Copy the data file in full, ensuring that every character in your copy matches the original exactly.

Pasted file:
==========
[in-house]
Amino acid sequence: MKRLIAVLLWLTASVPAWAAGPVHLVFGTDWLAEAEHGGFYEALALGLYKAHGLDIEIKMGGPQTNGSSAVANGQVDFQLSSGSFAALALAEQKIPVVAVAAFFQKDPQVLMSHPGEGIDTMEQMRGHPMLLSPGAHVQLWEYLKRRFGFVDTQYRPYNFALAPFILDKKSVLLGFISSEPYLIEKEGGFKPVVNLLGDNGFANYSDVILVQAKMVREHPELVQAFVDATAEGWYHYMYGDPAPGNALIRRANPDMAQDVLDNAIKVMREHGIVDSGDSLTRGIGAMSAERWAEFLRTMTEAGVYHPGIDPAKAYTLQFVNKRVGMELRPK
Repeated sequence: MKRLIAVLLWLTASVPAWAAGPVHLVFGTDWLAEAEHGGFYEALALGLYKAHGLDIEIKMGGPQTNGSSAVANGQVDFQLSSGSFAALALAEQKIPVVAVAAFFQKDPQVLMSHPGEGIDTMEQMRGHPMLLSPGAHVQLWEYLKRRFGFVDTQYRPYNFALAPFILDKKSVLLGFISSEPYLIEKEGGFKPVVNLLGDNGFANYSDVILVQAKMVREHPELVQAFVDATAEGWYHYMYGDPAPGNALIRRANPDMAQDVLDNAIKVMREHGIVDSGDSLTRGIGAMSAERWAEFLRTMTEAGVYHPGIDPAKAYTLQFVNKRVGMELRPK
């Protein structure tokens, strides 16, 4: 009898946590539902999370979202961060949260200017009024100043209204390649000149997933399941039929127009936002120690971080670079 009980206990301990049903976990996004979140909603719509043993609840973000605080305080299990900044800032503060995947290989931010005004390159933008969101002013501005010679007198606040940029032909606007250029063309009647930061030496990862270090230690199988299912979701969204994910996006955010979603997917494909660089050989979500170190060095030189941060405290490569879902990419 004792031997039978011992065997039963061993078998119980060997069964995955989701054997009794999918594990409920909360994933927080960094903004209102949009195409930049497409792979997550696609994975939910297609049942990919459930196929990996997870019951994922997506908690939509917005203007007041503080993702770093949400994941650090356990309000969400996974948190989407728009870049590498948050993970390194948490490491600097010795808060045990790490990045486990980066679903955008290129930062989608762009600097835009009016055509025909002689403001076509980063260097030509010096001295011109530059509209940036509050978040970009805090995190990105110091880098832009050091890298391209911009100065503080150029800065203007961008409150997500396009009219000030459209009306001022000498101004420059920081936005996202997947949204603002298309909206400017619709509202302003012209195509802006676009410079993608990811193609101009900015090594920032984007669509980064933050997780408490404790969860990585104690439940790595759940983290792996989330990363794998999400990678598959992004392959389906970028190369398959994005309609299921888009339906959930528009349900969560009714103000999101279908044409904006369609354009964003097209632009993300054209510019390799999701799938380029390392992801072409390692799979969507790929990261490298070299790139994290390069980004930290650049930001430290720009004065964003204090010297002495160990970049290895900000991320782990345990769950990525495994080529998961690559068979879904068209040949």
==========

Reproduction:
[in-house]
Amino acid sequence: MKRLIAVLLWLTASVPAWAAGPVHLVFGTDWLAEAEHGGFYEALALGLYKAHGLDIEIKMGGPQTNGSSAVANGQVDFQLSSGSFAALALAEQKIPVVAVAAFFQKDPQVLMSHPGEGIDTMEQMRGHPMLLSPGAHVQLWEYLKRRFGFVDTQYRPYNFALAPFILDKKSVLLGFISSEPYLIEKEGGFKPVVNLLGDNGFANYSDVILVQAKMVREHPELVQAFVDATAEGWYHYMYGDPAPGNALIRRANPDMAQDVLDNAIKVMREHGIVDSGDSLTRGIGAMSAERWAEFLRTMTEAGVYHPGIDPAKAYTLQFVNKRVGMELRPK
Repeated sequence: MKRLIAVLLWLTASVPAWAAGPVHLVFGTDWLAEAEHGGFYEALALGLYKAHGLDIEIKMGGPQTNGSSAVANGQVDFQLSSGSFAALALAEQKIPVVAVAAFFQKDPQVLMSHPGEGIDTMEQMRGHPMLLSPGAHVQLWEYLKRRFGFVDTQYRPYNFALAPFILDKKSVLLGFISSEPYLIEKEGGFKPVVNLLGDNGFANYSDVILVQAKMVREHPELVQAFVDATAEGWYHYMYGDPAPGNALIRRANPDMAQDVLDNAIKVMREHGIVDSGDSLTRGIGAMSAERWAEFLRTMTEAGVYHPGIDPAKAYTLQFVNKRVGMELRPK
């Protein structure tokens, strides 16, 4: 009898946590539902999370979202961060949260200017009024100043209204390649000149997933399941039929127009936002120690971080670079 009980206990301990049903976990996004979140909603719509043993609840973000605080305080299990900044800032503060995947290989931010005004390159933008969101002013501005010679007198606040940029032909606007250029063309009647930061030496990862270090230690199988299912979701969204994910996006955010979603997917494909660089050989979500170190060095030189941060405290490569879902990419 004792031997039978011992065997039963061993078998119980060997069964995955989701054997009794999918594990409920909360994933927080960094903004209102949009195409930049497409792979997550696609994975939910297609049942990919459930196929990996997870019951994922997506908690939509917005203007007041503080993702770093949400994941650090356990309000969400996974948190989407728009870049590498948050993970390194948490490491600097010795808060045990790490990045486990980066679903955008290129930062989608762009600097835009009016055509025909002689403001076509980063260097030509010096001295011109530059509209940036509050978040970009805090995190990105110091880098832009050091890298391209911009100065503080150029800065203007961008409150997500396009009219000030459209009306001022000498101004420059920081936005996202997947949204603002298309909206400017619709509202302003012209195509802006676009410079993608990811193609101009900015090594920032984007669509980064933050997780408490404790969860990585104690439940790595759940983290792996989330990363794998999400990678598959992004392959389906970028190369398959994005309609299921888009339906959930528009349900969560009714103000999101279908044409904006369609354009964003097209632009993300054209510019390799999701799938380029390392992801072409390692799979969507790929990261490298070299790139994290390069980004930290650049930001430290720009004065964003204090010297002495160990970049290895900000991320782990345990769950990525495994080529998961690559068979879904068209040949």